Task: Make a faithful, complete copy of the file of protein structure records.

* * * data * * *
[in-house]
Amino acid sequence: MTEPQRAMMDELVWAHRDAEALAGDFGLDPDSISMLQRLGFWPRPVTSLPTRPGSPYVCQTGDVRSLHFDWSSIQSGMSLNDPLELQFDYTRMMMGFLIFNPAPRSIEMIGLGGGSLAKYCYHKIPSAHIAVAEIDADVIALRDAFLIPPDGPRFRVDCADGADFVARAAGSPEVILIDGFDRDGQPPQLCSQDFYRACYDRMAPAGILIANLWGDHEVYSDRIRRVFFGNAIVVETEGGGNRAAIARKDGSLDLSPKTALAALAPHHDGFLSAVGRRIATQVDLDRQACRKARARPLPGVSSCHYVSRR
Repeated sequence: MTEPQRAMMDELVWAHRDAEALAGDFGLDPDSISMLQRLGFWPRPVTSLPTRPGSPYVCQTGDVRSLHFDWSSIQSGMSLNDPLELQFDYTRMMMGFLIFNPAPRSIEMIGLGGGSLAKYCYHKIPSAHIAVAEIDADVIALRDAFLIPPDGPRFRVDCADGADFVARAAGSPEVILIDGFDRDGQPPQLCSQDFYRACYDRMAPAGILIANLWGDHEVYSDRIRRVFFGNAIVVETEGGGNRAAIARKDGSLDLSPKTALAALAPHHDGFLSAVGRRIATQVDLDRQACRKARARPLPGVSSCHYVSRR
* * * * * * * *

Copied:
[in-house]
Amino acid sequence: MTEPQRAMMDELVWAHRDAEALAGDFGLDPDSISMLQRLGFWPRPVTSLPTRPGSPYVCQTGDVRSLHFDWSSIQSGMSLNDPLELQFDYTRMMMGFLIFNPAPRSIEMIGLGGGSLAKYCYHKIPSAHIAVAEIDADVIALRDAFLIPPDGPRFRVDCADGADFVARAAGSPEVILIDGFDRDGQPPQLCSQDFYRACYDRMAPAGILIANLWGDHEVYSDRIRRVFFGNAIVVETEGGGNRAAIARKDGSLDLSPKTALAALAPHHDGFLSAVGRRIATQVDLDRQACRKARARPLPGVSSCHYVSRR
Repeated sequence: MTEPQRAMMDELVWAHRDAEALAGDFGLDPDSISMLQRLGFWPRPVTSLPTRPGSPYVCQTGDVRSLHFDWSSIQSGMSLNDPLELQFDYTRMMMGFLIFNPAPRSIEMIGLGGGSLAKYCYHKIPSAHIAVAEIDADVIALRDAFLIPPDGPRFRVDCADGADFVARAAGSPEVILIDGFDRDGQPPQLCSQDFYRACYDRMAPAGILIANLWGDHEVYSDRIRRVFFGNAIVVETEGGGNRAAIARKDGSLDLSPKTALAALAPHHDGFLSAVGRRIATQVDLDRQACRKARARPLPGVSSCHYVSRR